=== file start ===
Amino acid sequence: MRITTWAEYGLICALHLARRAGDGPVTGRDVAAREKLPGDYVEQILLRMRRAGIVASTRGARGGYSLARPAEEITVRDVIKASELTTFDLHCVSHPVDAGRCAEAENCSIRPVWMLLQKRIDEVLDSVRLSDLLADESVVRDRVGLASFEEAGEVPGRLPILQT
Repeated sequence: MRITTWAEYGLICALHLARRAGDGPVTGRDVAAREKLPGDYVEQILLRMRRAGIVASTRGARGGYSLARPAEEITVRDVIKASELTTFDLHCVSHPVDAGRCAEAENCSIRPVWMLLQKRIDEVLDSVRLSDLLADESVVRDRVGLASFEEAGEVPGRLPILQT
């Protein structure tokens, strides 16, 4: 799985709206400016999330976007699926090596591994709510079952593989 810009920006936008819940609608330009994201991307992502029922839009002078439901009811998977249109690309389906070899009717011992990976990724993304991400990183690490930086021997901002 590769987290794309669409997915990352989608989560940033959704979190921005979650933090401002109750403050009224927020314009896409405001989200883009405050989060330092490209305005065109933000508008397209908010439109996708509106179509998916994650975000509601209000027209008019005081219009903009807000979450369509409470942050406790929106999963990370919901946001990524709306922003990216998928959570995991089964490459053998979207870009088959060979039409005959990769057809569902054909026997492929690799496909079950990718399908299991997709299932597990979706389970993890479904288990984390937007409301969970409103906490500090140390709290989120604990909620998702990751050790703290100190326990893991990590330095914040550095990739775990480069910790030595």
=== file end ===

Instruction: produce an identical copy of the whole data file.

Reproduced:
Amino acid sequence: MRITTWAEYGLICALHLARRAGDGPVTGRDVAAREKLPGDYVEQILLRMRRAGIVASTRGARGGYSLARPAEEITVRDVIKASELTTFDLHCVSHPVDAGRCAEAENCSIRPVWMLLQKRIDEVLDSVRLSDLLADESVVRDRVGLASFEEAGEVPGRLPILQT
Repeated sequence: MRITTWAEYGLICALHLARRAGDGPVTGRDVAAREKLPGDYVEQILLRMRRAGIVASTRGARGGYSLARPAEEITVRDVIKASELTTFDLHCVSHPVDAGRCAEAENCSIRPVWMLLQKRIDEVLDSVRLSDLLADESVVRDRVGLASFEEAGEVPGRLPILQT
């Protein structure tokens, strides 16, 4: 799985709206400016999330976007699926090596591994709510079952593989 810009920006936008819940609608330009994201991307992502029922839009002078439901009811998977249109690309389906070899009717011992990976990724993304991400990183690490930086021997901002 590769987290794309669409997915990352989608989560940033959704979190921005979650933090401002109750403050009224927020314009896409405001989200883009405050989060330092490209305005065109933000508008397209908010439109996708509106179509998916994650975000509601209000027209008019005081219009903009807000979450369509409470942050406790929106999963990370919901946001990524709306922003990216998928959570995991089964490459053998979207870009088959060979039409005959990769057809569902054909026997492929690799496909079950990718399908299991997709299932597990979706389970993890479904288990984390937007409301969970409103906490500090140390709290989120604990909620998702990751050790703290100190326990893991990590330095914040550095990739775990480069910790030595």